Vivaldi. Violin Sonata RV. 829
World premiere recording of the newly discovered Violin Sonata RV. 829 by Antonio Lucio Vivaldi.
I. Arpeggio – Allegro
In summer 2023 Dr. Javier Lupiáñez, musicologist, violinist, and artistic director of Scaramuccia, managed to identify a new sonata by Vivaldi, previously cataloged under the name of another composer. After the discovery, he contacted his colleague, also a Vivaldi specialist, Prof. Fabrizio Ammetto, and together they prepared an article that will be published in the next issue of the journal Studi Vivaldiani. After evaluating the research of the two scholars, the scientific committee of the Istituto Italiano Antonio Vivaldi confirmed Vivaldi’s authorship and included the composition in the official catalogue with the new number RV 829.
This is Vivaldi’s most explicit example of a Sonate auf Concertenart, which is a type of sonata that Vivaldi used as a “business card” to show his great skills as a virtuoso. These sonatas are quite unusual in the Italian repertoire before Tartini, which makes this composition very special since it is dated on the second decade of the 18th century. Scaramuccia has recorded the new sonata as a world premiere for the recording label Snakewood Editions.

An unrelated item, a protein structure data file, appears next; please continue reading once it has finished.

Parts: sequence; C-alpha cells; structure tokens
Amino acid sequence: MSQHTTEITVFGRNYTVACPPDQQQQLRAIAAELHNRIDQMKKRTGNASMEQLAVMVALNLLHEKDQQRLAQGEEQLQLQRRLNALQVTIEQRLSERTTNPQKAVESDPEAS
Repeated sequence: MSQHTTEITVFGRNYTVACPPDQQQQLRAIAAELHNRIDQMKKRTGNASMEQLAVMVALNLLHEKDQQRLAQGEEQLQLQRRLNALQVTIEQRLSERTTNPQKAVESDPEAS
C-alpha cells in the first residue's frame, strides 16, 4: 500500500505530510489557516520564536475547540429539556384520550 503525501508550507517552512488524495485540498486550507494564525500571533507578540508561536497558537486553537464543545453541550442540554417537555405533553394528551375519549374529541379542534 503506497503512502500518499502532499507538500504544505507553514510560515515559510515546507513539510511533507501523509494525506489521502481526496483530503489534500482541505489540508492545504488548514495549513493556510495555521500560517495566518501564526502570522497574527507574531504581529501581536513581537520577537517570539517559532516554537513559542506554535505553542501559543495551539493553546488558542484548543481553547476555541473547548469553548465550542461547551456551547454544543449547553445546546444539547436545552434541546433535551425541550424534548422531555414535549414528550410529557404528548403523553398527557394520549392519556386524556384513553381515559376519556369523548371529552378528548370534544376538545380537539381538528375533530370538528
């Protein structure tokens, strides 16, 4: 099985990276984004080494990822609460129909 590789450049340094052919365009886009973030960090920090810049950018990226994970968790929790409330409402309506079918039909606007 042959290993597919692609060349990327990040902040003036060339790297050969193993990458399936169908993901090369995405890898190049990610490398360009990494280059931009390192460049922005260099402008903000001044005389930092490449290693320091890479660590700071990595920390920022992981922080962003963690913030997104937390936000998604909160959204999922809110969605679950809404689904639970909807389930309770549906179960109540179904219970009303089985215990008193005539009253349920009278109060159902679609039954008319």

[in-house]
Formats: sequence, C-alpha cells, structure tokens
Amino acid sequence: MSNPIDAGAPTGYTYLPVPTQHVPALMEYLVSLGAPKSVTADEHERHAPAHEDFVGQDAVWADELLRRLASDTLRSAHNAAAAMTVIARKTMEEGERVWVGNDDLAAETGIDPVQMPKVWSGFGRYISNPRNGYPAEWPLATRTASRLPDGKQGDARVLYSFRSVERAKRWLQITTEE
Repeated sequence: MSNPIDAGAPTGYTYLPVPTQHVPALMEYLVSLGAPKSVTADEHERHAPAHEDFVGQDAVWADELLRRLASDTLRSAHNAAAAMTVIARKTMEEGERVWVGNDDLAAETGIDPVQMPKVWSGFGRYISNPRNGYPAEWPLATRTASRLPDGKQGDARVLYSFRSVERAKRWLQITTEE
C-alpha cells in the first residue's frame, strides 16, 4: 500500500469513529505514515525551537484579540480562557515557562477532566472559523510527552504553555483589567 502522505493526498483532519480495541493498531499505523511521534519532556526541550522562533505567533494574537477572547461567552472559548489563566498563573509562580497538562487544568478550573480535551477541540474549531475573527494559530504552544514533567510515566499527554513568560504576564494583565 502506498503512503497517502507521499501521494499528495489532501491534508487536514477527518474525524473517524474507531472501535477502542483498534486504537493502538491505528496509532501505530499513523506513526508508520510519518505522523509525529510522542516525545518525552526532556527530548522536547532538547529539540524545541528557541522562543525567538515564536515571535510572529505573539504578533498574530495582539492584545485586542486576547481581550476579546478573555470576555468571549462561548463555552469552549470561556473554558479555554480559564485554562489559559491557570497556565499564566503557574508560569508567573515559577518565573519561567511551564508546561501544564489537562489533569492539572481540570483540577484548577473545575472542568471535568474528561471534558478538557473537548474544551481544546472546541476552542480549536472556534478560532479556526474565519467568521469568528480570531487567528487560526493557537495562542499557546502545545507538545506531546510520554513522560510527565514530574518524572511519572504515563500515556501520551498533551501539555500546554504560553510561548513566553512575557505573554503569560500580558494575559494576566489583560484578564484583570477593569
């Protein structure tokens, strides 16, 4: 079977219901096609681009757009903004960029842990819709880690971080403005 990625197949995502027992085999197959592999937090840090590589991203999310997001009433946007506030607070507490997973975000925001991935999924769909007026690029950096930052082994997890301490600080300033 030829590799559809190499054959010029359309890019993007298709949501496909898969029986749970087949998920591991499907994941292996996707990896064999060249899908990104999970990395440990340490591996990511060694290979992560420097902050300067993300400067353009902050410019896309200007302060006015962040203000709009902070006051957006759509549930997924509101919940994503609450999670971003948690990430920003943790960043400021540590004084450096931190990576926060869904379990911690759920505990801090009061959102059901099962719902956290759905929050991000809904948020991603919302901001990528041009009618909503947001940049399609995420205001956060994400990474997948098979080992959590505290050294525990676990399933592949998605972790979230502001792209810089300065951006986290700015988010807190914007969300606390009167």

The recording has been released in digital format. Along with the high-quality audio files, you can download a nice and detailed booklet with all the information about this discovery and its performance.
Javier Lupiañez, violin and direction
Inés Salinas, violoncello
Fernando Aguado, harpsichord
Earl Christy, theorbo
Recorded at Protestantse Onze-Lieve-Vrouwe-kerk Uitwijk
(The Netherlands) 30 October 2023
Recording and mastering: Erik de Goederen
Recording producer: Giorgos Samoilis
Editing: Javier Lupiáñez
The recordings on this CD were made with a proprietary microphone technique, called ECA, that was developed by our sound engineer in order to achieve maximum sound fidelity, with very good positioning of the instruments in the virtual space that is being created between your speakers. The mixing and mastering process has been performed with an almost fully analog equipment chain in order to maintain the complex tonal character of the sound of gut strings and the harpsichord. This results in a musical vividness and three-dimensional sound that is rarely heard in acoustic music recordings.